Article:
A few weeks ago, Jamal Murray’s commitment to UK continued a fairly consistent trend of having a Canadian connection to UK athletics. Murray’s participation and success with the Canadian Pan Am team has even created some rooting interest among UK fans for our neighbors to the north. This love for Canada may be a new sensation for some, but I feel like I’ve been rooting for a Canadian export most of my life, mostly through pop culture. As a kid I grew up as Jim Carrey, Michael J. Fox, and Shania Twain were big. As I became a teenager I was introduced to Ryan Reynolds, Tom Green, Ryan Gosling, and so on. Once I got into college I was introduced to some that I just missed out on as a kid: John Candyand Eugene Levy; while also being introduced to a new wave of Canadian talent: Seth Rogan, Michael Cera, Ellen Page, among others.
One Canadian star which I have recently become insanely fond of is Martin Short. I’ve always enjoyed Martin Short, but until I recently
read his book listened to his audiobook, I Must Say: My Life as a Humble Comedy Legend, I didn’t realize how much I enjoy his work and how severely I had underrated him. To me, Short had been primarily three things: Ned Nederlander (The Three Amigos), Uncle Jack (Arrested Development), and Jiminy Glick. I knew him from other movies and TV specials (looking at you Merlin), but I didn’t really appreciate his body of work. After reading I Must Say, I was introduced to some of his other characters: Ed Grimley, Nathan Thurm, Jackie Rogers Jr. and more. I Youtubed some of the sketches and they were golden, just golden. In addition to his sketch characters I was also introduced to the versatility of his career, which has spanned TV, film, and stage. Most surprisingly to me was his ability to do impressions.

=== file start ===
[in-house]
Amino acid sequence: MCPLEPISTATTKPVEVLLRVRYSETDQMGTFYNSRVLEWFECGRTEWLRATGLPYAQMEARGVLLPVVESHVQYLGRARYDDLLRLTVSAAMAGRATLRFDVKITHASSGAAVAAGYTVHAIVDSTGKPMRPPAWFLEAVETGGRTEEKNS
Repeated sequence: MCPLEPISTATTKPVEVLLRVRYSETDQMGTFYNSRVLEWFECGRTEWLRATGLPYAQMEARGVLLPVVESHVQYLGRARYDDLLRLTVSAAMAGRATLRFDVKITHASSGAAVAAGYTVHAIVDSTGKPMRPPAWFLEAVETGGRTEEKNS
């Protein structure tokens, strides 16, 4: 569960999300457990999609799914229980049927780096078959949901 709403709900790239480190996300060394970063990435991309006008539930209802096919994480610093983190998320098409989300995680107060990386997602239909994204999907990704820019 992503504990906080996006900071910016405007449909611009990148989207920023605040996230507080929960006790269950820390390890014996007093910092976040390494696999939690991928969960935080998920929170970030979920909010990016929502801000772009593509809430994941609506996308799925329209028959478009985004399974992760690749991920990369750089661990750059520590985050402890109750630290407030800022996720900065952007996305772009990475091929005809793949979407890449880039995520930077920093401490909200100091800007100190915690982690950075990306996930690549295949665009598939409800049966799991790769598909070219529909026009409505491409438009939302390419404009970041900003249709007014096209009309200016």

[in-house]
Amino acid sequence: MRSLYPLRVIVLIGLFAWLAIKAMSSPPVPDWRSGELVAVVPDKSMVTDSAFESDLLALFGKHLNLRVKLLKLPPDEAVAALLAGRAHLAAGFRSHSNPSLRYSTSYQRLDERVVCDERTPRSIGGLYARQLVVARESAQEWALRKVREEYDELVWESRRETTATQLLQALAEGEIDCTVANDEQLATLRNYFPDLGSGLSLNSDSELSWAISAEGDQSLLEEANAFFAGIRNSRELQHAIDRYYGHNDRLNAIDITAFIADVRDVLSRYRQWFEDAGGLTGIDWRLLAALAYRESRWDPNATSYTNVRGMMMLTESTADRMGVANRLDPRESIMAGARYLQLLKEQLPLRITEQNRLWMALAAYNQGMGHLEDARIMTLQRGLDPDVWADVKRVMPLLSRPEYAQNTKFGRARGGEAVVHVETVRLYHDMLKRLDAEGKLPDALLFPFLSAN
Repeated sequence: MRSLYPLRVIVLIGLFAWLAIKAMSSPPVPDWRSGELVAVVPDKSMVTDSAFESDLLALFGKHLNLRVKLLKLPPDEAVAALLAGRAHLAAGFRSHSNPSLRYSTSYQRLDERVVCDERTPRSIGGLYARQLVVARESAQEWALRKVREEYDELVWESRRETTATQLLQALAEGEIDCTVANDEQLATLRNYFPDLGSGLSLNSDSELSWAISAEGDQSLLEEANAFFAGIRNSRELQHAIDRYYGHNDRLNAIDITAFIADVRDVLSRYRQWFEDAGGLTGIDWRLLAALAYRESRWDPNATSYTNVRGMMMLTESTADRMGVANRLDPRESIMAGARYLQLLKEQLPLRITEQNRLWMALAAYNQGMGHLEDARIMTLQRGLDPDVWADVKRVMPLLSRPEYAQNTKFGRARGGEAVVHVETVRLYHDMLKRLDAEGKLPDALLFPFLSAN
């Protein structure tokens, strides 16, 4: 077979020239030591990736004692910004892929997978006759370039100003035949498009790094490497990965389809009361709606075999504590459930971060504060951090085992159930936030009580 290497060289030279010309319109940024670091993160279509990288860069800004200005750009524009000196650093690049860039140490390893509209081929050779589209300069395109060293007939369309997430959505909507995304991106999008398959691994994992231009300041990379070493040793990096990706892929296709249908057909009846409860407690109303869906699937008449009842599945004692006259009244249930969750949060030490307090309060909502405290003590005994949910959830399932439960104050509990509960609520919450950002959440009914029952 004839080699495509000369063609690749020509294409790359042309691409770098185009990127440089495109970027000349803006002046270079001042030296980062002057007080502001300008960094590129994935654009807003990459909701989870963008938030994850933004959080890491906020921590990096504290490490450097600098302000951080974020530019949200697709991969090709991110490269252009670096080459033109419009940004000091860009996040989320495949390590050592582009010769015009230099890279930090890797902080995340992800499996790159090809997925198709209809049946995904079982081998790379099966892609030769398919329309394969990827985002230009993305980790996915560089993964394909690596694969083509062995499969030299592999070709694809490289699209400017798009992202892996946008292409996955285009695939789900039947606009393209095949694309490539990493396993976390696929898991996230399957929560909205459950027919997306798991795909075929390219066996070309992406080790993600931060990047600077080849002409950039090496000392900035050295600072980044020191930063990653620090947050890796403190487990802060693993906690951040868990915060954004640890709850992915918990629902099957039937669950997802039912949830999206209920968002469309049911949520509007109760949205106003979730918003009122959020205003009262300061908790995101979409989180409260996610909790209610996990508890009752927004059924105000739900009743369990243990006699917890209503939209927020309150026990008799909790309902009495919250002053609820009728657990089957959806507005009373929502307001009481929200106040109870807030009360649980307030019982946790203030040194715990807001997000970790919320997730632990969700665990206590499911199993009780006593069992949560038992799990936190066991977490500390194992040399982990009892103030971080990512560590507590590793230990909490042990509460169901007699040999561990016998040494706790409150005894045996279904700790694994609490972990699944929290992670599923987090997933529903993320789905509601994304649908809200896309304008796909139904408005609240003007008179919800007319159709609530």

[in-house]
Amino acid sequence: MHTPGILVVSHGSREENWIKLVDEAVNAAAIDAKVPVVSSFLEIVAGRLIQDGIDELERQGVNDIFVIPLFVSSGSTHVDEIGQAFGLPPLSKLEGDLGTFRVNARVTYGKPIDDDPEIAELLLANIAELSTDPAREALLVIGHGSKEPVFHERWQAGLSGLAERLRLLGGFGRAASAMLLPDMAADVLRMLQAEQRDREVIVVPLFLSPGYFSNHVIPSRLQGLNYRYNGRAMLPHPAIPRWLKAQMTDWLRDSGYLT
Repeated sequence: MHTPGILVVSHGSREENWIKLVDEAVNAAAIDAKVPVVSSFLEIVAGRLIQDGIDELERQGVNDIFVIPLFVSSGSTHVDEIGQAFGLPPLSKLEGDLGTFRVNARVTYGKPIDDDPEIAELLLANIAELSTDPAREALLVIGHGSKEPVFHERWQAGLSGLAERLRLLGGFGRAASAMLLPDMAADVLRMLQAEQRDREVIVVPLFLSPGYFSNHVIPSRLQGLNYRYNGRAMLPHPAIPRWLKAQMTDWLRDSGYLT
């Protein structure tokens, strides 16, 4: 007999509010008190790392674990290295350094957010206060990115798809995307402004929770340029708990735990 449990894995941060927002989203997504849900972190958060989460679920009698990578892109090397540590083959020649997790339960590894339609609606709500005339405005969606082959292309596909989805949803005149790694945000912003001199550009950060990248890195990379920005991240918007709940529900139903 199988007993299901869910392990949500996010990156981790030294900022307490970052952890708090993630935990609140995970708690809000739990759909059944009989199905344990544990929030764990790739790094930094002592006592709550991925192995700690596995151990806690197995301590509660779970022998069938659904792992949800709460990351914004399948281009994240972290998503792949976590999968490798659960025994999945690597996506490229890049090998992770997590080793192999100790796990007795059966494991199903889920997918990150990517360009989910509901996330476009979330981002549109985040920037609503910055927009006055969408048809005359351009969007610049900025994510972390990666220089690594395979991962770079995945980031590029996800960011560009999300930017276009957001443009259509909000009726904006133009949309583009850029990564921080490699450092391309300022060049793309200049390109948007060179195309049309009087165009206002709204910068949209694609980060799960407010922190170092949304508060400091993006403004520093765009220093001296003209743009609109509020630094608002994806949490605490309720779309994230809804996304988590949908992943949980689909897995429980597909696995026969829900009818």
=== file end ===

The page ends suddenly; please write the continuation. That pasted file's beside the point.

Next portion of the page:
The true greatness of the book, and what ultimately caused my Short fandom to grow, was his ability to weave a true narrative of his life through his stories and experiences. I’ve read and seen biographies about celebrities but they always struck me as being in sort of a different universe. Short’s story, though filled with celebrity references and tales of things I will likely never do, was far more relatable than most of the others I’ve read. He has a lot of stories about him and his close friends, Steve Martin and Tom Hanks. At first glance that sentence seems like it would just be an opportunity for him to brag about his friendships with other celebrities. To hear the stories, though, his relationships with those guys are not unlike my relationships with my friends. If I replace the words St. Bart’s with <insert hot vacation spot for Kentuckians, ah, Gatlinburg!>, then the stories are essentially the same.
When it comes to biographies, there are a lot of different paths to take. Those of you who are looking for an uplifting story about a celebrity who places happiness above all else, look no further. For Short this meant time spent with family, friends, and doing work which fulfilled him, even when it meant turning big opportunities down. The book is also filled with great stories and some good insights. Prior to
reading listening (by the way the audio book is read by Short) I enjoyed Martin Short because I just thought he was funny. Now I have more go-to Youtube videos to look up, a better appreciation for what it means to be successful, and how a greased up hairdo can launch a crazy career in showbiz.